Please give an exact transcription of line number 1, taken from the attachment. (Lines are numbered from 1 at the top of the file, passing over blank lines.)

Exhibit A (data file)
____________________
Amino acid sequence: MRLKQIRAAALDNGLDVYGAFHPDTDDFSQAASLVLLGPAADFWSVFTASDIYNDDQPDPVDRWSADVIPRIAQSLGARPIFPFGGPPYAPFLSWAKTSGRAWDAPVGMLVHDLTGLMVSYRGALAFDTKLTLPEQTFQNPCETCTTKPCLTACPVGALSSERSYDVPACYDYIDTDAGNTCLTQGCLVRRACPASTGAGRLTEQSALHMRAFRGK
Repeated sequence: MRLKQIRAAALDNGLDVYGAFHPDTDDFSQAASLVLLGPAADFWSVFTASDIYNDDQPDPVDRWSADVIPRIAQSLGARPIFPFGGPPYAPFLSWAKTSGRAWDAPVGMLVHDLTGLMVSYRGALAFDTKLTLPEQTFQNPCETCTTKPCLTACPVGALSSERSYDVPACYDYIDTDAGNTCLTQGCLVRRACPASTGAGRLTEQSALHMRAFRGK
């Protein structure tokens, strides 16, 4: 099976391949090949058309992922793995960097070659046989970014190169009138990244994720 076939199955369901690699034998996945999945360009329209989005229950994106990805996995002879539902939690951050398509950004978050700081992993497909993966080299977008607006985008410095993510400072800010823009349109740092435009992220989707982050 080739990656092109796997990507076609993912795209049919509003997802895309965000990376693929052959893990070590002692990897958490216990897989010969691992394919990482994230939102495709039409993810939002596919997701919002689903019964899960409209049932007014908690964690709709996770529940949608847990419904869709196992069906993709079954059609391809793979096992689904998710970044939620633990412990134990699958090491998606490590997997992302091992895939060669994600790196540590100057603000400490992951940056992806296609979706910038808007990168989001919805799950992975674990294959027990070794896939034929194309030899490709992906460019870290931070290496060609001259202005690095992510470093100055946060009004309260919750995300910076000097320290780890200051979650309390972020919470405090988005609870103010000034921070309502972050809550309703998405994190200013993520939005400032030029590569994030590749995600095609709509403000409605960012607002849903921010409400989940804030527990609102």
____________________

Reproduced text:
Amino acid sequence: MRLKQIRAAALDNGLDVYGAFHPDTDDFSQAASLVLLGPAADFWSVFTASDIYNDDQPDPVDRWSADVIPRIAQSLGARPIFPFGGPPYAPFLSWAKTSGRAWDAPVGMLVHDLTGLMVSYRGALAFDTKLTLPEQTFQNPCETCTTKPCLTACPVGALSSERSYDVPACYDYIDTDAGNTCLTQGCLVRRACPASTGAGRLTEQSALHMRAFRGK